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Anti-Trafficking Laws

Learn more about federal and state anti-trafficking laws, including criminal sanctions for traffickers and purchasers, protections for victims, and mandated training.

Federal Law

Trafficking Victims Protection Act of 2000

“The Trafficking Victims Protection Act (TVPA) of 2000 created the first comprehensive federal law to address human trafficking, with a significant focus on the international dimension of the problem. The law provided a three-pronged approach: prevention through public awareness programs overseas and a State Department-led monitoring and sanctions program; protection through a new T-Visa and services for foreign national victims; and prosecution through new federal crimes.”
— polarisproject.org

As defined in the Trafficking Victims Protection Act of 2000, the legal definition of “severe forms of trafficking in persons” is:

  1. sex trafficking in which a commercial sex act is induced by force, fraud, or coercion, or in which the person induced to perform such an act has not attained 18 years of age; 22 USC § 7102 (9)(A) or
  2. the recruitment, harboring, transportation, provision, or obtaining of a person for labor or services, through the use of force, fraud or coercion for the purpose of subjection to involuntary servitude, peonage, debt bondage, or slavery. 22 USC § 7102 (9)(B)

Preventing Sex Trafficking and Strengthening Families Act of 2015

The Preventing Sex Trafficking and Strengthening Families Act is a comprehensive law addressing accountability and reporting of runaway and missing children in foster care. The law required review of Ohio Administrative Code (OAC) to ensure Ohio is in compliance with Public Law 113-183.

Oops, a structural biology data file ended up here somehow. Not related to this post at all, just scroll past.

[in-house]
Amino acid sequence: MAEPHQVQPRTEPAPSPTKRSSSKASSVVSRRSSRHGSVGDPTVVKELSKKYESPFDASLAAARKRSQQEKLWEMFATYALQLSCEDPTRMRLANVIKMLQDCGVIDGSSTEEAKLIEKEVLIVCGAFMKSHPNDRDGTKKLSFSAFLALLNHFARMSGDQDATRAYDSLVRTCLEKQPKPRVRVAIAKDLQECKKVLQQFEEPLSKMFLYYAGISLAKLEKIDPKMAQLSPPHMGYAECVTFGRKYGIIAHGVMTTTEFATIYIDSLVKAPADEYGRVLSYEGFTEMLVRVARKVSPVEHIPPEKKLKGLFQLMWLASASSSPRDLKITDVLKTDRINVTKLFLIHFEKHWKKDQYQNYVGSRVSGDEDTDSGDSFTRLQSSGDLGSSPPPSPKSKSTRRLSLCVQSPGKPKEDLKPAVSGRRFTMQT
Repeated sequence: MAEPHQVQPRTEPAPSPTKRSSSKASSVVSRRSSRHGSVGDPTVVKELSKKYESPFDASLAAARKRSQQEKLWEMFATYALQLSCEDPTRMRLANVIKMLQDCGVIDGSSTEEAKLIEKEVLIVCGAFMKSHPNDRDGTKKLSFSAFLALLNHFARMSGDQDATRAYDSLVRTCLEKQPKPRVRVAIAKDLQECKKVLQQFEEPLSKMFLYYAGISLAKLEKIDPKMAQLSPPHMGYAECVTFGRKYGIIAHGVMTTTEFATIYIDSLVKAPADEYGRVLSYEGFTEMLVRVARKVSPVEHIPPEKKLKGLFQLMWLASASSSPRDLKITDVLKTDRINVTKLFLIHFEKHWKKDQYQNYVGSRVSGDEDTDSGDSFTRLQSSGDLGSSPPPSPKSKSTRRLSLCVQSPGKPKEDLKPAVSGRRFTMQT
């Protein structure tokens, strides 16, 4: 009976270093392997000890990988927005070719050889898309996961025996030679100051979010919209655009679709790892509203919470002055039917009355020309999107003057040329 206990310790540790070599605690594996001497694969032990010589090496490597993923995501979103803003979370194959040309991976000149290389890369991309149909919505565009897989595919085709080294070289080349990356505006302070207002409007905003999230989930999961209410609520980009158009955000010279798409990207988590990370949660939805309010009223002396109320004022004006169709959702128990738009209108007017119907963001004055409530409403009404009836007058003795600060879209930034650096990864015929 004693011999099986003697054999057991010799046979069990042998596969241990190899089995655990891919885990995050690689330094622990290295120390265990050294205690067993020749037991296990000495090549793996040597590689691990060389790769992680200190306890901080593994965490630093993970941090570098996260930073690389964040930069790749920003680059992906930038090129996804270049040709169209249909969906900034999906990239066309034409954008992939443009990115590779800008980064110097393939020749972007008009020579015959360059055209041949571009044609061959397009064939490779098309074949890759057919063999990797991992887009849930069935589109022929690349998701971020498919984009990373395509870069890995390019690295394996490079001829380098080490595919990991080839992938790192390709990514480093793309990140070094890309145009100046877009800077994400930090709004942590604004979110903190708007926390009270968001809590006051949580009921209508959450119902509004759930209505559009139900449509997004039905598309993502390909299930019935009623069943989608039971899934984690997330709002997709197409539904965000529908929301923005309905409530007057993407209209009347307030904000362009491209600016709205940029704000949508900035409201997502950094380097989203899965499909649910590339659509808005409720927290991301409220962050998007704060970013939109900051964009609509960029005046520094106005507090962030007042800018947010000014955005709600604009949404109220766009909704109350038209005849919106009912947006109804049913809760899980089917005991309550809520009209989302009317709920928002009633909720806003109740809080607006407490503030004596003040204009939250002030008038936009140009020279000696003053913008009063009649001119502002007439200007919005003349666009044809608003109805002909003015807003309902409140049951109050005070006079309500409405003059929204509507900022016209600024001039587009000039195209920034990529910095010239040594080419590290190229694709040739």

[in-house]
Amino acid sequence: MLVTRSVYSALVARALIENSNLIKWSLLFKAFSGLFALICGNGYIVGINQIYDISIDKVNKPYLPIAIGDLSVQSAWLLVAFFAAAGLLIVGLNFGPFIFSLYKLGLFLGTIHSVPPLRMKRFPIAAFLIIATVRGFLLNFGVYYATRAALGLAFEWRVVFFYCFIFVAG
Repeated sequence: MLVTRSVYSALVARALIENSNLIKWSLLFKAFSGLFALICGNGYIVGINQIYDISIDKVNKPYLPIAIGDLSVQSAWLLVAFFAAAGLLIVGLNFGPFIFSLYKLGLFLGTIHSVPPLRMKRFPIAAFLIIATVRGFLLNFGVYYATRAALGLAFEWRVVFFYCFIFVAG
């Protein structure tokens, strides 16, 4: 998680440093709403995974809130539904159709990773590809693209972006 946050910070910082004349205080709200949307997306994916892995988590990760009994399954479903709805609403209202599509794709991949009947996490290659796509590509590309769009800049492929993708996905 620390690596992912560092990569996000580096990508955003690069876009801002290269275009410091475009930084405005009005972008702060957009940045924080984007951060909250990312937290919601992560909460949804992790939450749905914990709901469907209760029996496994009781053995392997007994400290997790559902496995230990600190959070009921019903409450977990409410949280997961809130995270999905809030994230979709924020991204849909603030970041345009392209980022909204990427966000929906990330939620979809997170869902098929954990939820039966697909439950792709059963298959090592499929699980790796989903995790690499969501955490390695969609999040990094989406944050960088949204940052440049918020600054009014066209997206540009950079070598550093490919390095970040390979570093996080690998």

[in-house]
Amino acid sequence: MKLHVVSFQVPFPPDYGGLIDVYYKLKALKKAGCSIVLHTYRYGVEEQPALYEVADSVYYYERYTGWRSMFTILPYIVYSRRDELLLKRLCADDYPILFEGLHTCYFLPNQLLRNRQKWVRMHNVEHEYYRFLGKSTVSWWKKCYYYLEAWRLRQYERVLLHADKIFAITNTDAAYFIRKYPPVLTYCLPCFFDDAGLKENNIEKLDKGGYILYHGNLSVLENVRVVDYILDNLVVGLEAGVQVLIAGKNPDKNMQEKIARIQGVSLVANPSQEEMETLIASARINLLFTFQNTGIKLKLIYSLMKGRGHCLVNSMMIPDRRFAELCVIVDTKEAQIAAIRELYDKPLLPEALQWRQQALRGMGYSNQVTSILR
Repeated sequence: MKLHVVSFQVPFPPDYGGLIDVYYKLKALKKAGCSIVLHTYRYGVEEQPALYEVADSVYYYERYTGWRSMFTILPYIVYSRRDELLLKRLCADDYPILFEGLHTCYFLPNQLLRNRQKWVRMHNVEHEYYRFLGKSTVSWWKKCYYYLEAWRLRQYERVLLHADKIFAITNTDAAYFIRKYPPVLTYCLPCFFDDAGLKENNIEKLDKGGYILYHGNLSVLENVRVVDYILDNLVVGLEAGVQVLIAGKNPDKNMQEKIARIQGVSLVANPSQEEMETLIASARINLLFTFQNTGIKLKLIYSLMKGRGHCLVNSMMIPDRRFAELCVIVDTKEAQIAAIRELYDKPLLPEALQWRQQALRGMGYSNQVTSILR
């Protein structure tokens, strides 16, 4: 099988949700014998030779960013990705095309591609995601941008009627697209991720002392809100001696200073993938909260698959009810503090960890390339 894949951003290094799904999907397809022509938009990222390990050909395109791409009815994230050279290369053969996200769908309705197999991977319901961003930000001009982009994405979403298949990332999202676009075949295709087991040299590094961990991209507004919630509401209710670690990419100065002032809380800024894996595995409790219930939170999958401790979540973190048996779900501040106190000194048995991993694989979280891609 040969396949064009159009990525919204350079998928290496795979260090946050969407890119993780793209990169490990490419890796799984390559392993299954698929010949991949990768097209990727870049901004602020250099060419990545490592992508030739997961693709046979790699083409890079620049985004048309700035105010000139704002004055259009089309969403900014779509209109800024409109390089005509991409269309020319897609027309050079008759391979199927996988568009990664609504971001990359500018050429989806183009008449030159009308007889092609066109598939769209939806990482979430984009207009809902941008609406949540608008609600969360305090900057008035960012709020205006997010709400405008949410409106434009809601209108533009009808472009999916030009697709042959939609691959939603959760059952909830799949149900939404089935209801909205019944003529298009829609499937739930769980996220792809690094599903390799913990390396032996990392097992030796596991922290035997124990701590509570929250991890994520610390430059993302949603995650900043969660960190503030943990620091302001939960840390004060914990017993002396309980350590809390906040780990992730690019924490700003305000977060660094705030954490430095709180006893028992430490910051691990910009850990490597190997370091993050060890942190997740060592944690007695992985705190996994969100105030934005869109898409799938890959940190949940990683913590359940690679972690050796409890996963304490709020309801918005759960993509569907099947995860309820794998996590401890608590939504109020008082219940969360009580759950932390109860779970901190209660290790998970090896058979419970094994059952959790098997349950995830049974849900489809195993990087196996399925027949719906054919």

Federal law and OAC changes (OAC 5101:2-42-88) require state and local agencies to:

  • Report each missing or abducted foster child to law enforcement and to the National Center for Missing & Exploited Children (1-800-THE-LOST, https://cmfc.missingkids.org/reportit).
  • Determine the primary factors that contributed to the child’s running away or being absent from care and to use these factors when determining future placements.
  • Address the events and experiences that took place while the child was AWOL including determining whether the child was a sex trafficking victim.

Policy and legislation information from the Polaris Project.

Ohio’s Human Trafficking Laws

As defined by the Ohio Revised Code Section 2905.32 (Trafficking in Persons), Ohio’s legal definition of human trafficking is:

“(A) No person shall knowingly recruit, lure, entice, isolate, harbor, transport, provide, obtain, or maintain…another person knowing that the person will be subjected to involuntary servitude or be compelled to engage in sexual activity…”

“…For a prosecution under division (A)(1) of this section, the element "compelled" does not require that the compulsion be openly displayed or physically exerted. The element "compelled" has been established if the state proves that the victim's will was overcome by force, fear, duress, or intimidation, fraud, by furnishing or offering a controlled substance to the victim, or by manipulating the victim's controlled substance addiction.”

For minors under the age of 18, and for people with developmental disabilities, law enforcement officials do not need to prove that the minor was compelled to engage in commercial sexual activity.
ORC 2905.32 (A)(2)

Criminal Sanctions for Traffickers and Purchasers

  • Trafficking in Persons is a first-degree felony, with a mandatory minimum of 10 years in prison. ORC 2905.32 (E)